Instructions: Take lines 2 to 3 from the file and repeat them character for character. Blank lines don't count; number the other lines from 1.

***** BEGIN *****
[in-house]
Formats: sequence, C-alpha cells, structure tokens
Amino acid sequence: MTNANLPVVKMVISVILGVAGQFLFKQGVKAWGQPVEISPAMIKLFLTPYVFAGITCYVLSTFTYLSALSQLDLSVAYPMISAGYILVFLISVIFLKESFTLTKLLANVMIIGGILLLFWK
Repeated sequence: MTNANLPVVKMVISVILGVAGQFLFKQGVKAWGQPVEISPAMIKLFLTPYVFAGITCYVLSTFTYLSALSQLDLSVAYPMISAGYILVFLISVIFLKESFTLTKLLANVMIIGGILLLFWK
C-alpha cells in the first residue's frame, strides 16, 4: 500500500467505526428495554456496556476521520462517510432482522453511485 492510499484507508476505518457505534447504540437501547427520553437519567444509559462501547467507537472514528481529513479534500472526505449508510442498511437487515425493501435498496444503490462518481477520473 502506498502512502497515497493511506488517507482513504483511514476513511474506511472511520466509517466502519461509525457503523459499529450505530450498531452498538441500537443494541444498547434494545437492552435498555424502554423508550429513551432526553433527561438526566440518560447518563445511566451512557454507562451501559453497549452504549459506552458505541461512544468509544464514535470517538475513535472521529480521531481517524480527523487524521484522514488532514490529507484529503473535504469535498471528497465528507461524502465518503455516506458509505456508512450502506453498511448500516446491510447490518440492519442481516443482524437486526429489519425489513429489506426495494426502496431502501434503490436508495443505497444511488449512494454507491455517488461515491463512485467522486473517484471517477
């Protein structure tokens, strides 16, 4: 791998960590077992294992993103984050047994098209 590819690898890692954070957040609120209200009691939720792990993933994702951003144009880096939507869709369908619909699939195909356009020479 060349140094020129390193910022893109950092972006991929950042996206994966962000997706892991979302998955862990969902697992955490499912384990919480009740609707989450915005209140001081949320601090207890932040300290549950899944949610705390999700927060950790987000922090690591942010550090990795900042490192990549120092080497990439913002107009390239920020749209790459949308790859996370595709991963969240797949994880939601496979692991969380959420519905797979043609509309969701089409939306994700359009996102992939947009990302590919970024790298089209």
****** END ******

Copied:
Formats: sequence, C-alpha cells, structure tokens
Amino acid sequence: MTNANLPVVKMVISVILGVAGQFLFKQGVKAWGQPVEISPAMIKLFLTPYVFAGITCYVLSTFTYLSALSQLDLSVAYPMISAGYILVFLISVIFLKESFTLTKLLANVMIIGGILLLFWK